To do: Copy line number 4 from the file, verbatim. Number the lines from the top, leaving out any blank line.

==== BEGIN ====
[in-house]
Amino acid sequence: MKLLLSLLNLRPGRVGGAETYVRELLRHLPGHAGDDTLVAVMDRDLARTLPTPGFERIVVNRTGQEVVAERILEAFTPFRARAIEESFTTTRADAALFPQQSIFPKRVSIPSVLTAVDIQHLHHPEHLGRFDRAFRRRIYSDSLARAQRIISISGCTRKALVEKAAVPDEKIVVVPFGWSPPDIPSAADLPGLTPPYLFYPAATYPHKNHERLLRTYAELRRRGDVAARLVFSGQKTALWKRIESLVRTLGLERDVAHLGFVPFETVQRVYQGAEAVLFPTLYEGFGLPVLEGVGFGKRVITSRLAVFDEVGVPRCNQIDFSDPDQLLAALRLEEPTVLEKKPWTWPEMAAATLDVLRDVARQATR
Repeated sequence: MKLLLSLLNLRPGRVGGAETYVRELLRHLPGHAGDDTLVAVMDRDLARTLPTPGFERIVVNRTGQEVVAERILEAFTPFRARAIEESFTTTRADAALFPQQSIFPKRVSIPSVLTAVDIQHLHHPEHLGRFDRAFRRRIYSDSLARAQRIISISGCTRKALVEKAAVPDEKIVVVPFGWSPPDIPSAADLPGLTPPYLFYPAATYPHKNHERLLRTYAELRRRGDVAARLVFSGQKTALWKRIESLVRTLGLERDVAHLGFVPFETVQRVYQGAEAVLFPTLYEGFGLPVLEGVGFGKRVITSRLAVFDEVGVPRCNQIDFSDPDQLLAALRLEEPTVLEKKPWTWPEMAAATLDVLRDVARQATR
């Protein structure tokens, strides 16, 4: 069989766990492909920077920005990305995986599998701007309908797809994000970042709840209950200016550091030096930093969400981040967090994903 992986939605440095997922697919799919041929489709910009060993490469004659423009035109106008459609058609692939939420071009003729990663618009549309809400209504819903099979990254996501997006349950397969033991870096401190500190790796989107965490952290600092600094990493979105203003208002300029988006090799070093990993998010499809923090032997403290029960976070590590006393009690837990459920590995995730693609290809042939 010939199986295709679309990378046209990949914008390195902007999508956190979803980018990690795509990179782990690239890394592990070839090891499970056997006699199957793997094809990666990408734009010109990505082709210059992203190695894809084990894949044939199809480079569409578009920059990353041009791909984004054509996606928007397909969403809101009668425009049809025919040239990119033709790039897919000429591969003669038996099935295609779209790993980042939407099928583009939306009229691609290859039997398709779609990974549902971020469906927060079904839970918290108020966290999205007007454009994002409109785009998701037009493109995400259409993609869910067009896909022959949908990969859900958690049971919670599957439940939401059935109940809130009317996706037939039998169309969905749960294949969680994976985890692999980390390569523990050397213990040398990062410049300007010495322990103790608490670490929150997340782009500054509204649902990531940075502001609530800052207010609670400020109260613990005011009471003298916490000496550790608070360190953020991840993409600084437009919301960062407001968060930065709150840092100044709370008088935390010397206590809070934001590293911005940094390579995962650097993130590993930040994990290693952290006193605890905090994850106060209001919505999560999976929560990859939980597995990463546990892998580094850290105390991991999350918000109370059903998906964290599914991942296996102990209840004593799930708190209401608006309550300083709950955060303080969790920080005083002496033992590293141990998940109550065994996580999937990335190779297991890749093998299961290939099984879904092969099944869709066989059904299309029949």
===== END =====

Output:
């Protein structure tokens, strides 16, 4: 069989766990492909920077920005990305995986599998701007309908797809994000970042709840209950200016550091030096930093969400981040967090994903 992986939605440095997922697919799919041929489709910009060993490469004659423009035109106008459609058609692939939420071009003729990663618009549309809400209504819903099979990254996501997006349950397969033991870096401190500190790796989107965490952290600092600094990493979105203003208002300029988006090799070093990993998010499809923090032997403290029960976070590590006393009690837990459920590995995730693609290809042939 010939199986295709679309990378046209990949914008390195902007999508956190979803980018990690795509990179782990690239890394592990070839090891499970056997006699199957793997094809990666990408734009010109990505082709210059992203190695894809084990894949044939199809480079569409578009920059990353041009791909984004054509996606928007397909969403809101009668425009049809025919040239990119033709790039897919000429591969003669038996099935295609779209790993980042939407099928583009939306009229691609290859039997398709779609990974549902971020469906927060079904839970918290108020966290999205007007454009994002409109785009998701037009493109995400259409993609869910067009896909022959949908990969859900958690049971919670599957439940939401059935109940809130009317996706037939039998169309969905749960294949969680994976985890692999980390390569523990050397213990040398990062410049300007010495322990103790608490670490929150997340782009500054509204649902990531940075502001609530800052207010609670400020109260613990005011009471003298916490000496550790608070360190953020991840993409600084437009919301960062407001968060930065709150840092100044709370008088935390010397206590809070934001590293911005940094390579995962650097993130590993930040994990290693952290006193605890905090994850106060209001919505999560999976929560990859939980597995990463546990892998580094850290105390991991999350918000109370059903998906964290599914991942296996102990209840004593799930708190209401608006309550300083709950955060303080969790920080005083002496033992590293141990998940109550065994996580999937990335190779297991890749093998299961290939099984879904092969099944869709066989059904299309029949």